House of Records fired its staff early to protect its bank account during the uncertainty of money for an emergency fund, McCallum said. Because of this, he now has money to help laid-off employees with expenses like rent, groceries, or bills if they need them.

“I would do anything to be able to pay them whether they come to work or not,” he said, adding that if House of Records got a loan, it wouldn’t force them to come to work.

“If they want to stay home, they can stay home. I just don’t want them to struggle.

Edward Schiessl, general manager of the Broadway Metro theater, said he had laid off all of his staff of 20 “at least temporarily” and would like to be able to rehire them all, but “there are a lot of variables” involved – at find out, when the theater will be allowed to reopen and whether there will still be restrictions in place on its capacity and “when people will feel comfortable with large gatherings, regardless of when the order to stay at home is canceled “.

Schiessl said he requested the PPP and Economic Disaster Lending programs from the first few days they became available.

“At this point, I’m not even sure if I will accept P3 funds if they are awarded,” he said, citing the fact that under P3 rules Broadway Metro should rehire all of its staff immediately. for a certain time. that it is “legally prohibited to operate”.

About 75% of PPP funds would have to be spent to pay non-working staff, he said, but the remaining 25% for rent and utilities would only cover about two weeks of rent for the theater.

Schiessl said there is a “very real possibility” that PPP funds will not be forgiven as there are “no clear guidelines” on the process. “I’m not keen on racking up debt to rehire staff that I don’t have a job for,” he said. “That’s what unemployment insurance is for. I don’t know how this is supposed to help someone in its current form.

In order for the loan to be canceled, borrowers must submit a cancellation request to their lender, which includes documents that verify employment information and payments for mortgages, utilities and leases, according to the Treasury Department. Decisions as to whether the loans will be canceled must be made within 60 days by the lender.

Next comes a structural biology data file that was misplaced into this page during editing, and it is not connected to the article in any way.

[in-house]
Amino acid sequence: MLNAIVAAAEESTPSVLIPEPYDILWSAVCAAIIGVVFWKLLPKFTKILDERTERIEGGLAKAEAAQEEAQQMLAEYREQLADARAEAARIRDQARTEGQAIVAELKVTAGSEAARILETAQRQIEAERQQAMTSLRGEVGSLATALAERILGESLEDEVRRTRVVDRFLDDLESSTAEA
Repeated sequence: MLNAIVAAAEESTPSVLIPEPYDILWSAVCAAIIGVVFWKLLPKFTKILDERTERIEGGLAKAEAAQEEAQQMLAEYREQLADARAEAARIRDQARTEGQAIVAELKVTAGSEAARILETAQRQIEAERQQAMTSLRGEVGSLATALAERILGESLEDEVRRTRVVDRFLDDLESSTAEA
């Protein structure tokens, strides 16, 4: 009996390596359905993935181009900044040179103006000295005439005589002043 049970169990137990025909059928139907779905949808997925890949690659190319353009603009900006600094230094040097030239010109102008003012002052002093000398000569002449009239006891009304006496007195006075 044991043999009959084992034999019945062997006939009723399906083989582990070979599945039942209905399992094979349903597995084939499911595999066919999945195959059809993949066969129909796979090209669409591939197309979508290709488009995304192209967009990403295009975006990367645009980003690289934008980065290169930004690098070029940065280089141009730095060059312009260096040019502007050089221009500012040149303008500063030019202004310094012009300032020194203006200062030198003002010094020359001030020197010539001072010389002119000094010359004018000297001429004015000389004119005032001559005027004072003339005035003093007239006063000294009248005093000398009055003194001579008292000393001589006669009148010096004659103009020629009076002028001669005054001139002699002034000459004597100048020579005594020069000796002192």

During the eight-week loan cancellation period, starting on the day the loan is disbursed, he said Broadway Metro would need to show similar employee numbers and payroll costs to its historical monthly average to be eligible for cancellation. But since the theater is not allowed to operate, he said, “this is a completely unrealistic requirement.”

Schiessl later said he received a notice that his application was being processed on April 14. He applied to the Broadway Metro credit union, he said, but he appears to have “outsourced the process to a third party,” so he doesn’t know who the lender is. eventually will be.

Eugene-based electric vehicle maker Arcimoto said in its Tuesday Annual Report filed with the Securities and Exchange Commission that it has laid off 74 of its 95 employees and suspended production of its “fun utility vehicle.”

The company applies for the PPP loan as well as the disaster relief loans and focuses its efforts on production.

Arcimoto declined to comment on the history of the emerald.

About a third of Tsunami Books’ staff have recently been made redundant, and Chairman and CEO Scott Landfield has called “many times” for PPP but said “banks are slow” and most of them “don’t.” have not yet together. . “

Although bookstores were not among the businesses required to close in Gov. Kate Brown’s executive order, Landfield said Tsunami Books is closed except for curbside pickup two days before the order is due for security reasons. He said whether or not granting a PPP loan to the bookstore will be “the difference between staying open and closing.”

The potential of $ 20,000 to $ 30,000 that the bookstore could receive from the loan would be “huge” for a “small business,” he said.

Tsunami Books has organized over 5,000 events for music and literature, and Landfield said, “This is what has driven Tsunami all these years and it’s over now, it’s 100% gone.

He said he had to cancel 45 events that were scheduled for April, May and June. “I had to work hard to organize these events – it was my best effort – and then cancel them in one day,” he said.